By Chris Spannos
Introduction to a multi-part commentary series exploring our present situation, the process of social transformation, and the autonomous project for a participatory society.
Widespread skepticism about the foundation of society’s structure combined with social and material crises and an information revolution seem to have placed us in a unique historical moment. Fragmenting confidence in ruling relations and defining institutions are happening on a scale suggesting that we may be experiencing what Rosa Luxemburg described as the “passage of an historic period from one given form of society to another.”
The risk of not taking current fragmentations seriously would be to under-react to this potential tipping point and its likely consequence of accelerated barbarism. Exploring potentials, pregnant in our times, for organizing against current problems and for advocating and winning support for an alternative vision of a new society will be explored in the coming commentaries.
Our social agenda should be to build a base for serious long-term social struggle that would consequentially help build what I call an autonomous project for a participatory society—the self-conscious creation of social movements and institutions producing classlessness and self-managing outcomes. Sharing a broad outline for such a society will help us make the passage from today’s society to the new one.
Assessing our period entails measuring the current moment and our ability to self-consciously change it. There is lots of analysis and commentary shedding light on current problems but not enough proposing a way out from our present dire circumstance. With further economic and ecological crises on the horizon, it is surprising that there is not more urgency expressed for radical social change.
Society’s defining institutions are being reorganized by an overwhelmingly complex array of social and material forces. Decaying ecology and economy, mass disempowerment, warped reforms, technological change, elite rule and social rebellion, are just some of those forces that we can see. But there are many that we cannot. Making our assessment more difficult is that forces inherited from previous generations and struggles make it hard to know where yesterday’s aggravations end or today’s begin.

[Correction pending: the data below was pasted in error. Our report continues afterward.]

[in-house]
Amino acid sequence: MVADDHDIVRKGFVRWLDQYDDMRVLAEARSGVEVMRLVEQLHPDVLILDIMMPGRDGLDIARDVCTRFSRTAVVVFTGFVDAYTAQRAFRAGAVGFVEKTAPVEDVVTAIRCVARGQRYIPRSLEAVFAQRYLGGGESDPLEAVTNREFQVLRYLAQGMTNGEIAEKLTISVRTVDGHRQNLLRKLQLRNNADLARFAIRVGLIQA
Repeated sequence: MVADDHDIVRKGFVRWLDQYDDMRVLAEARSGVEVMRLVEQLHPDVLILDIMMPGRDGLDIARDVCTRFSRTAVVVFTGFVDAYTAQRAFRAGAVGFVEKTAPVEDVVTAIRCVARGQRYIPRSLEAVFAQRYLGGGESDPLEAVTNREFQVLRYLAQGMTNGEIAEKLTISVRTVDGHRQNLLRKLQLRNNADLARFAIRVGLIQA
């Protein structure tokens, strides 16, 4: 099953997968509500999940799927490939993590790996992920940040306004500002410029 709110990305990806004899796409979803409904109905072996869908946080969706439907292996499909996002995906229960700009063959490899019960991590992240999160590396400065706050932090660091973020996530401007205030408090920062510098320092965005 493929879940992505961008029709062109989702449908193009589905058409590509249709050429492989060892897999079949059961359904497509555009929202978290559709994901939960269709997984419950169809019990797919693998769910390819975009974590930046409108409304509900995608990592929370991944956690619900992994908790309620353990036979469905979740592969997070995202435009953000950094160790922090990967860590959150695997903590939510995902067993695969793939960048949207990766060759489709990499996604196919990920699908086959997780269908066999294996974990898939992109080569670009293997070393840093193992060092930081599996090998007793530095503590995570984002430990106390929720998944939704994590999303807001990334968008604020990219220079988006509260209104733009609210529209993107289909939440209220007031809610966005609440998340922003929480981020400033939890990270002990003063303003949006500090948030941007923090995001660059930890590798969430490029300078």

Almost four years after Obama’s presidential election euphoria over the first black U.S. president and hope for an end to wars in Iraq and Afghanistan have soured into pessimism. Tea Party organization has mobilized resentment against “big government.” Gay marriage and repeal of the U.S. military’s homophobic “Don’t Ask, Don’t Tell” policy have been put on the national agenda. The long-term underfunding and privatization of health, education, and public resources, more aptly be described as disembowelment, is on track.
Public dissatisfaction with current social conditions runs deep and is just beneath the surface. Momentary eruptions occur in everyday life as well as in more visible instances. The massive 2006 immigration reform protests, the 2008 Chicago Republic Windows and Doors workers’ occupation, and this year’s occupation of the Wisconsin capitol building are prominent examples.
Ordinarily we should be concerned about the return to normality after these events. But something larger seems to be unfolding that marks our present moment. Elite proposals to “solve” most major social problems promise to bring more upheaval—more austerity to “solve” economic crisis, more expansive timeframes for withdrawal from war and occupation. More and more people are becoming fed up. Youth and elderly both have no future to look forward to.